Newt In A Tea Cup

{January 27, 2007}   I used to want to be a scriptwriter…

I believe in the power of stories to not only create worlds but reinforce our own. I believe that fiction has been a more constant force throughout peoplehood’s history than science has been. I also believe that a lot of the dissonance between religious myths and scientific fact has more to do with people wanting the story. I’m not saying they can’t go together- I’m saying that there are are two different brush strokes used to make those subjects and without a clever artist who understands both mediums the canvas breaks. Metaphysical world is not the physical.

I also believe that film is the medium through which our modern Odysseus and Achilles battle it out.

Nothing changes does it?

Of the current top ten films all of them are directed by men. There is only one woman who co-authored one film.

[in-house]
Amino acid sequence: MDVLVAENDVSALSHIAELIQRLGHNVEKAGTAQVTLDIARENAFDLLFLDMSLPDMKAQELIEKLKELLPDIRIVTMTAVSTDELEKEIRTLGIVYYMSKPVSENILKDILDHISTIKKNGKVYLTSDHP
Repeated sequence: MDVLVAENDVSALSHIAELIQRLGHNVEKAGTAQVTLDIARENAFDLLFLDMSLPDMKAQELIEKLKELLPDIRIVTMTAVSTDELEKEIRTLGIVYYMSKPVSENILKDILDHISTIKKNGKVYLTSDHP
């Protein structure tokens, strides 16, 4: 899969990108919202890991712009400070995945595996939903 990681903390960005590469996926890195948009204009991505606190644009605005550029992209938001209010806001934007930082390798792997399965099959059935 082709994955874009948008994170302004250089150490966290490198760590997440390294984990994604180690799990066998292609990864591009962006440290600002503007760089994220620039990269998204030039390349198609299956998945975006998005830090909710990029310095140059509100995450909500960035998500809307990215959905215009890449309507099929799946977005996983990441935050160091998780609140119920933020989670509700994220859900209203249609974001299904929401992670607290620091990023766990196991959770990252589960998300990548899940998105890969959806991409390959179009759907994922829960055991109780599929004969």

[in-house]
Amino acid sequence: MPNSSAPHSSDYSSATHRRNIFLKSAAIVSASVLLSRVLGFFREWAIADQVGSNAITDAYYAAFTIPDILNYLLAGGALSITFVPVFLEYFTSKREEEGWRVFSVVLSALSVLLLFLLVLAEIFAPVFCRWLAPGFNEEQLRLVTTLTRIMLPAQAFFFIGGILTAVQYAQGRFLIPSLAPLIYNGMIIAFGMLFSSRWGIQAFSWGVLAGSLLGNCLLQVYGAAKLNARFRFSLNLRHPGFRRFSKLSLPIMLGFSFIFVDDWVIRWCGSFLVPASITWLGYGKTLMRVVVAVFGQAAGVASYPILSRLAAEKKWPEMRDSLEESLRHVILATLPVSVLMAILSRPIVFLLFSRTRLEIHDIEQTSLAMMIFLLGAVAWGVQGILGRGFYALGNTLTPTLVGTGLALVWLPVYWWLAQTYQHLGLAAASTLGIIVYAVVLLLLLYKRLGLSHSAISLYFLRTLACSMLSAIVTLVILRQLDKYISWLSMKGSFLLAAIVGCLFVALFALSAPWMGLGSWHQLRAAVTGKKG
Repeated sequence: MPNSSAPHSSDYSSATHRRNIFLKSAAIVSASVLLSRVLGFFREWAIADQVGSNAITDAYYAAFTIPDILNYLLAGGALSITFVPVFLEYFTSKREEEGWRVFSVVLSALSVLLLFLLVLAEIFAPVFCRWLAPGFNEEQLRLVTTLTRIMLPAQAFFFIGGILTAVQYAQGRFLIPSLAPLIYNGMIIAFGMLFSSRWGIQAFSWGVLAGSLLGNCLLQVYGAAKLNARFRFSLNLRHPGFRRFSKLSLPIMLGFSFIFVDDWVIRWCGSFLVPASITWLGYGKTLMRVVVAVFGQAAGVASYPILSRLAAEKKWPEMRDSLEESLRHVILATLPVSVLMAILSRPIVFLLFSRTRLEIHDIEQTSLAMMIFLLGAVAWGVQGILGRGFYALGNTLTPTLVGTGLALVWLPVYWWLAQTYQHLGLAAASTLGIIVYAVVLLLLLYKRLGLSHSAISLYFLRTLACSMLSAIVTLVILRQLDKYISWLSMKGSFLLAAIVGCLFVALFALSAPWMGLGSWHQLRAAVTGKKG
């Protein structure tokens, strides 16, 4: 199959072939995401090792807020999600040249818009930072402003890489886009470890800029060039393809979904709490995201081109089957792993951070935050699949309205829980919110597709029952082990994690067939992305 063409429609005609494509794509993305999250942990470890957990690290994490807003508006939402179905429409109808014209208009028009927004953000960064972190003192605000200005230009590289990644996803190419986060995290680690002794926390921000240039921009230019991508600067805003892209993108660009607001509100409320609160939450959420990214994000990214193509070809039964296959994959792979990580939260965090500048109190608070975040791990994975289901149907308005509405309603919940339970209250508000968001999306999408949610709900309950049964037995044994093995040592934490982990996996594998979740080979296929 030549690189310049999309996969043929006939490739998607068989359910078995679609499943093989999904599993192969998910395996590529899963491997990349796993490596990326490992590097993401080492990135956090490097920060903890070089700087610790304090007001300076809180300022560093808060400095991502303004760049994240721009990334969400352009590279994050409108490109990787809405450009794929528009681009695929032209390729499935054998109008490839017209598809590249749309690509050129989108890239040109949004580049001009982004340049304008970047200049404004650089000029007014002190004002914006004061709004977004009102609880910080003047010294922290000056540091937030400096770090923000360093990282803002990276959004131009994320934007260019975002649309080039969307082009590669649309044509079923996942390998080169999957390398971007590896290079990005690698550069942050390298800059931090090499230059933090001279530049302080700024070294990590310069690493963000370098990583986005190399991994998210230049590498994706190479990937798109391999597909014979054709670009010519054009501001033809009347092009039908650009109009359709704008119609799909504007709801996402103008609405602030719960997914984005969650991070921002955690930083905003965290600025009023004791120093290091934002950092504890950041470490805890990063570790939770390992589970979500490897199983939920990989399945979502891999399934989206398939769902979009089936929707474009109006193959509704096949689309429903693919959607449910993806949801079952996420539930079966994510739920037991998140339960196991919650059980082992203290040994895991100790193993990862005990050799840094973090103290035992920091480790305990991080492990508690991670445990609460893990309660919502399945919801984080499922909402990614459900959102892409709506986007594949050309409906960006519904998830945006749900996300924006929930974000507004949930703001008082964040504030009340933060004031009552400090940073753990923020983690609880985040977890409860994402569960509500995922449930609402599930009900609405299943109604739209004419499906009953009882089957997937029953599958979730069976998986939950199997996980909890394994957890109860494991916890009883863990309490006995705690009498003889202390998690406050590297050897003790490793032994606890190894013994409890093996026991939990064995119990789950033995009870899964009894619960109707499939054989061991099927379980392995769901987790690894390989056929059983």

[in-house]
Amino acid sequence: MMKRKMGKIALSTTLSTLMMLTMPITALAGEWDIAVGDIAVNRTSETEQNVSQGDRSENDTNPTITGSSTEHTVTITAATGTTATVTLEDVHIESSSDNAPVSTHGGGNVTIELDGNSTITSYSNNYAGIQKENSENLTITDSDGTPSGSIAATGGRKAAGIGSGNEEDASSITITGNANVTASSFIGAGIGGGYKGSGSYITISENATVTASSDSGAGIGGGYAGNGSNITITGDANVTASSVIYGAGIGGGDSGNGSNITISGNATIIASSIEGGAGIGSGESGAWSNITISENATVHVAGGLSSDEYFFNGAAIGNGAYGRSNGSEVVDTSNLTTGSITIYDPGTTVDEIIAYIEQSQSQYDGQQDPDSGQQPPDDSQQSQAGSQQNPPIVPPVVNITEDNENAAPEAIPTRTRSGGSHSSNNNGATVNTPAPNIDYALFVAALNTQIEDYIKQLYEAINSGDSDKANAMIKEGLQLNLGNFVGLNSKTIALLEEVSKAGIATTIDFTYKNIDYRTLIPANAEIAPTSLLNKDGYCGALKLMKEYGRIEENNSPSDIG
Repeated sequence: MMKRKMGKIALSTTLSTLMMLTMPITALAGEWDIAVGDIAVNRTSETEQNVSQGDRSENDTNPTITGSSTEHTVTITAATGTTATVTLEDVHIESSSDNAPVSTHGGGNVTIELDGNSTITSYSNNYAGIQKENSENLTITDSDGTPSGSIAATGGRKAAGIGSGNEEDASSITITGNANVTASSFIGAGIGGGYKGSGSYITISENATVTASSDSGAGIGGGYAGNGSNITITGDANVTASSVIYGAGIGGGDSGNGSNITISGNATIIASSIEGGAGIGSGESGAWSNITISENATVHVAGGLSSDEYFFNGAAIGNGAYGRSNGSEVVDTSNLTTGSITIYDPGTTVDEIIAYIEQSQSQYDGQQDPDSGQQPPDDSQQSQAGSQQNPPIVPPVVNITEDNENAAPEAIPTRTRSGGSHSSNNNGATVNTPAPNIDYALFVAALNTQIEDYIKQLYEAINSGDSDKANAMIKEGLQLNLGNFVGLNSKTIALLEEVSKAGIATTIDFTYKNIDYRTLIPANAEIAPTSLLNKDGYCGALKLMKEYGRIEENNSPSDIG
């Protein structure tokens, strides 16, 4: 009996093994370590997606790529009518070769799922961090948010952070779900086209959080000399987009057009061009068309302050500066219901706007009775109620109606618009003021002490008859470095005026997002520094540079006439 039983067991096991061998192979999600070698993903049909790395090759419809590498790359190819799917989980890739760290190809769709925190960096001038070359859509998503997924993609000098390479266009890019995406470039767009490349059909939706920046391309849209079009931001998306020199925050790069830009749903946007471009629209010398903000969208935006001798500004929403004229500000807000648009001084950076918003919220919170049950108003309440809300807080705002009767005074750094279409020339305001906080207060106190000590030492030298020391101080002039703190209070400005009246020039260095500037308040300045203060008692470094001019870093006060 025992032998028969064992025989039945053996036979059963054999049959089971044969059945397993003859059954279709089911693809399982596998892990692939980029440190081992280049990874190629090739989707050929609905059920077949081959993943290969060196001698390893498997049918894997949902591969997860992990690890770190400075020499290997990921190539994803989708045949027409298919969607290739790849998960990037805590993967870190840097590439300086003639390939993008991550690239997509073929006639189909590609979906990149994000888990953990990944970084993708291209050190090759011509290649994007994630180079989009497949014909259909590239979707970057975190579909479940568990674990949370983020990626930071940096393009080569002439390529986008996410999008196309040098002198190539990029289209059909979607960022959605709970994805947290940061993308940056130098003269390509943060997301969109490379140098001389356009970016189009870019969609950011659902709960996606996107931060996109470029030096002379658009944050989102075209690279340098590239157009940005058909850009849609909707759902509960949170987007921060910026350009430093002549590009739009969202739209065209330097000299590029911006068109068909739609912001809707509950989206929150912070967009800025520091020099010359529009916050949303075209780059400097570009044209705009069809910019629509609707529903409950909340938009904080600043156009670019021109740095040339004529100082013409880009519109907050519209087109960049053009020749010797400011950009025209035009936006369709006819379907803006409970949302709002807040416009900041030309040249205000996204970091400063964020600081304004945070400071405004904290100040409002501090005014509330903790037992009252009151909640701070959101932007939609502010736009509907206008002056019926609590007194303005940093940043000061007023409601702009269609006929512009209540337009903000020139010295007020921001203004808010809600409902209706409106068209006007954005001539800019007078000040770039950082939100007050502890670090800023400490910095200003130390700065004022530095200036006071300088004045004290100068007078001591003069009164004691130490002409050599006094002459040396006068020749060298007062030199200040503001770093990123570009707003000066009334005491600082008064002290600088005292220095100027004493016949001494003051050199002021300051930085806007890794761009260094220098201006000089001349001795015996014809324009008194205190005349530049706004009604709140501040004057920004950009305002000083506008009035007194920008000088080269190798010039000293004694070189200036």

Here are some more facts:

# Nineteen percent (19%) of films released in 2005 employed no women directors, executive producers, producers, writers, cinematographers or editors.
– Celluloid Ceiling 2006 Report

# Women accounted for only 7% of directors in 2005, representing a decline of 4 percentage points as compared with 11% in 2000.
– Celluloid Ceiling 2006 Report

# A comparison of women’s employment on the top 250 films in 2005 and 1998 shows that the percentages of women directors, writers, executive producers, and cinematographers have declined, while the percentage of women producers has increased.
– Celluloid Ceiling 2006 Report